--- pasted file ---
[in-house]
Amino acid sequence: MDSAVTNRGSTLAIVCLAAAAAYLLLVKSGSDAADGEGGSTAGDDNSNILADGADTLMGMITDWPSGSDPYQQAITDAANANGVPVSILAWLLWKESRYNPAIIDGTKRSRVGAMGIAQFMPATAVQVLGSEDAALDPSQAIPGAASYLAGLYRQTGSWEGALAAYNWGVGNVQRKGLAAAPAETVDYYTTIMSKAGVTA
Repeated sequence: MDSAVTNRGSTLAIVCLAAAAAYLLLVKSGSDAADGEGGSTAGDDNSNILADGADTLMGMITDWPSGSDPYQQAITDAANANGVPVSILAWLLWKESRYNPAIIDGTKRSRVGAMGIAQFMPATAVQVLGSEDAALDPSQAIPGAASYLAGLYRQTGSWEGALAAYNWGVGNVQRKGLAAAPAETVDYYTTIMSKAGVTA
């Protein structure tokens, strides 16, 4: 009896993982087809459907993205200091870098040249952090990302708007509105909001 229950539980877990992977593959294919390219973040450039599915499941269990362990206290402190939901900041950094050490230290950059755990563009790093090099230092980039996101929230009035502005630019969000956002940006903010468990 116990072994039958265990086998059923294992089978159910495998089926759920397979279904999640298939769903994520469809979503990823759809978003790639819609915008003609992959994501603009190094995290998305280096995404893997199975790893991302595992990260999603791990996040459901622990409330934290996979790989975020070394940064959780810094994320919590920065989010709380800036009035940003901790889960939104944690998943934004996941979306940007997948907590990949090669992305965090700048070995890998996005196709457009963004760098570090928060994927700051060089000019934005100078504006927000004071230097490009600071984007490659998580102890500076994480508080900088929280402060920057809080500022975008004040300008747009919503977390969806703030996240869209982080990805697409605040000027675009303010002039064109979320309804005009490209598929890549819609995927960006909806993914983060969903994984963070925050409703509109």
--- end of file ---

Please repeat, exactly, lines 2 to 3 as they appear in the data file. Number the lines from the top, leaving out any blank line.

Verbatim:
Amino acid sequence: MDSAVTNRGSTLAIVCLAAAAAYLLLVKSGSDAADGEGGSTAGDDNSNILADGADTLMGMITDWPSGSDPYQQAITDAANANGVPVSILAWLLWKESRYNPAIIDGTKRSRVGAMGIAQFMPATAVQVLGSEDAALDPSQAIPGAASYLAGLYRQTGSWEGALAAYNWGVGNVQRKGLAAAPAETVDYYTTIMSKAGVTA
Repeated sequence: MDSAVTNRGSTLAIVCLAAAAAYLLLVKSGSDAADGEGGSTAGDDNSNILADGADTLMGMITDWPSGSDPYQQAITDAANANGVPVSILAWLLWKESRYNPAIIDGTKRSRVGAMGIAQFMPATAVQVLGSEDAALDPSQAIPGAASYLAGLYRQTGSWEGALAAYNWGVGNVQRKGLAAAPAETVDYYTTIMSKAGVTA